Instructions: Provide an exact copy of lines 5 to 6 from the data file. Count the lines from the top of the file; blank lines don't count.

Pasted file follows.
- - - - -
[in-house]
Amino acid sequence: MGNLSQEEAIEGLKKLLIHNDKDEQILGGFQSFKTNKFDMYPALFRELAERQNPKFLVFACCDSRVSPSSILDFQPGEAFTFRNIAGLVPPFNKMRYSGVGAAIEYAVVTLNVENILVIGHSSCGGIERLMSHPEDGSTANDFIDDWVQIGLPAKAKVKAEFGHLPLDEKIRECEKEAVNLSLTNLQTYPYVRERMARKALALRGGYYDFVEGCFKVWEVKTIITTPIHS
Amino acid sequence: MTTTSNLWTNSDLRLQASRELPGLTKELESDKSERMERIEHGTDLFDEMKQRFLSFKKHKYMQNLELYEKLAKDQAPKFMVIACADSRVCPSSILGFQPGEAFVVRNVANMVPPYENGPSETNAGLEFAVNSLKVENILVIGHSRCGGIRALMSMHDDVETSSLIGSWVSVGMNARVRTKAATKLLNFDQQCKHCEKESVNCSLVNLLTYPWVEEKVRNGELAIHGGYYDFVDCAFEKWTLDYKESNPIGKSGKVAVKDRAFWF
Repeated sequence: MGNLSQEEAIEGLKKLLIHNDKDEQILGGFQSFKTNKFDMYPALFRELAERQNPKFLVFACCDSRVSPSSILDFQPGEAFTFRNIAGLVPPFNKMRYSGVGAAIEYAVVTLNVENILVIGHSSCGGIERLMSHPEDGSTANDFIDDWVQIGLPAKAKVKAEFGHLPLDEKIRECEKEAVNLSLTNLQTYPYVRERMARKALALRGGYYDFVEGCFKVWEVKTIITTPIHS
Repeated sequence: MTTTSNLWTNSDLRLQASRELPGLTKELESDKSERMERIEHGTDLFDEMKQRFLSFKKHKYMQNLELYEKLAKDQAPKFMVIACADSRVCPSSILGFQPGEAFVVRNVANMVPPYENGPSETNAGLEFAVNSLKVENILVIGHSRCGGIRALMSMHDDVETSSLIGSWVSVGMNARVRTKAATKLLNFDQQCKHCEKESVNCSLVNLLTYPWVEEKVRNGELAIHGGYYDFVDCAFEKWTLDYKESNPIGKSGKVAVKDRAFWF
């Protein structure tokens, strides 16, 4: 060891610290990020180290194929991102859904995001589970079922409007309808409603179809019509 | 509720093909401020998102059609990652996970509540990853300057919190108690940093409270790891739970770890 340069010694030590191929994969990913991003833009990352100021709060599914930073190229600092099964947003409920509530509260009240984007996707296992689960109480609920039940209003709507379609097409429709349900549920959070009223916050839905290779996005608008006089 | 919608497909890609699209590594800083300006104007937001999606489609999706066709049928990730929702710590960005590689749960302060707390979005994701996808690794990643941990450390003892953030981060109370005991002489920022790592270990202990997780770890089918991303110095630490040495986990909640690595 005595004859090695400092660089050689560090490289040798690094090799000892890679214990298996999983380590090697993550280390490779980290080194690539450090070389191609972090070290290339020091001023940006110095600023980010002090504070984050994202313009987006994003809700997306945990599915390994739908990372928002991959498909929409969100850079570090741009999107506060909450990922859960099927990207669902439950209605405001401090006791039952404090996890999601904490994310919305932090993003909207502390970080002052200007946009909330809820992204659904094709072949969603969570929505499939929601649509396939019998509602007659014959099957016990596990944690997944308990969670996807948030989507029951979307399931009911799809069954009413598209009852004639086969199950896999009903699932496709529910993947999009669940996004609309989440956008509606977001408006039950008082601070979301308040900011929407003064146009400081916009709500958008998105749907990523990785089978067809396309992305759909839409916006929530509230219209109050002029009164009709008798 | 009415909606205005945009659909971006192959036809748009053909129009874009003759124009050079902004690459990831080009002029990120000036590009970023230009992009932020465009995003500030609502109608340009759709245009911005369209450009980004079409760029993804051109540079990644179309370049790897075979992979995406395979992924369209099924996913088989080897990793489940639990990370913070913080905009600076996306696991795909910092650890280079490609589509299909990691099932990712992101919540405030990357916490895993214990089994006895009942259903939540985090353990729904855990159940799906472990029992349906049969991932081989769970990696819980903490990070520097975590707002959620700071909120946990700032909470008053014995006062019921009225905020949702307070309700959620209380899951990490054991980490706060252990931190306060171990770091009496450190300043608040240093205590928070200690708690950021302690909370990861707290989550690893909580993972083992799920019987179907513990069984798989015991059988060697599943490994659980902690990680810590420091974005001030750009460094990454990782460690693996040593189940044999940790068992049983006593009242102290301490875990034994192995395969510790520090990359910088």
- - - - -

Repeated sequence: MTTTSNLWTNSDLRLQASRELPGLTKELESDKSERMERIEHGTDLFDEMKQRFLSFKKHKYMQNLELYEKLAKDQAPKFMVIACADSRVCPSSILGFQPGEAFVVRNVANMVPPYENGPSETNAGLEFAVNSLKVENILVIGHSRCGGIRALMSMHDDVETSSLIGSWVSVGMNARVRTKAATKLLNFDQQCKHCEKESVNCSLVNLLTYPWVEEKVRNGELAIHGGYYDFVDCAFEKWTLDYKESNPIGKSGKVAVKDRAFWF
């Protein structure tokens, strides 16, 4: 060891610290990020180290194929991102859904995001589970079922409007309808409603179809019509 | 509720093909401020998102059609990652996970509540990853300057919190108690940093409270790891739970770890 340069010694030590191929994969990913991003833009990352100021709060599914930073190229600092099964947003409920509530509260009240984007996707296992689960109480609920039940209003709507379609097409429709349900549920959070009223916050839905290779996005608008006089 | 919608497909890609699209590594800083300006104007937001999606489609999706066709049928990730929702710590960005590689749960302060707390979005994701996808690794990643941990450390003892953030981060109370005991002489920022790592270990202990997780770890089918991303110095630490040495986990909640690595 005595004859090695400092660089050689560090490289040798690094090799000892890679214990298996999983380590090697993550280390490779980290080194690539450090070389191609972090070290290339020091001023940006110095600023980010002090504070984050994202313009987006994003809700997306945990599915390994739908990372928002991959498909929409969100850079570090741009999107506060909450990922859960099927990207669902439950209605405001401090006791039952404090996890999601904490994310919305932090993003909207502390970080002052200007946009909330809820992204659904094709072949969603969570929505499939929601649509396939019998509602007659014959099957016990596990944690997944308990969670996807948030989507029951979307399931009911799809069954009413598209009852004639086969199950896999009903699932496709529910993947999009669940996004609309989440956008509606977001408006039950008082601070979301308040900011929407003064146009400081916009709500958008998105749907990523990785089978067809396309992305759909839409916006929530509230219209109050002029009164009709008798 | 009415909606205005945009659909971006192959036809748009053909129009874009003759124009050079902004690459990831080009002029990120000036590009970023230009992009932020465009995003500030609502109608340009759709245009911005369209450009980004079409760029993804051109540079990644179309370049790897075979992979995406395979992924369209099924996913088989080897990793489940639990990370913070913080905009600076996306696991795909910092650890280079490609589509299909990691099932990712992101919540405030990357916490895993214990089994006895009942259903939540985090353990729904855990159940799906472990029992349906049969991932081989769970990696819980903490990070520097975590707002959620700071909120946990700032909470008053014995006062019921009225905020949702307070309700959620209380899951990490054991980490706060252990931190306060171990770091009496450190300043608040240093205590928070200690708690950021302690909370990861707290989550690893909580993972083992799920019987179907513990069984798989015991059988060697599943490994659980902690990680810590420091974005001030750009460094990454990782460690693996040593189940044999940790068992049983006593009242102290301490875990034994192995395969510790520090990359910088």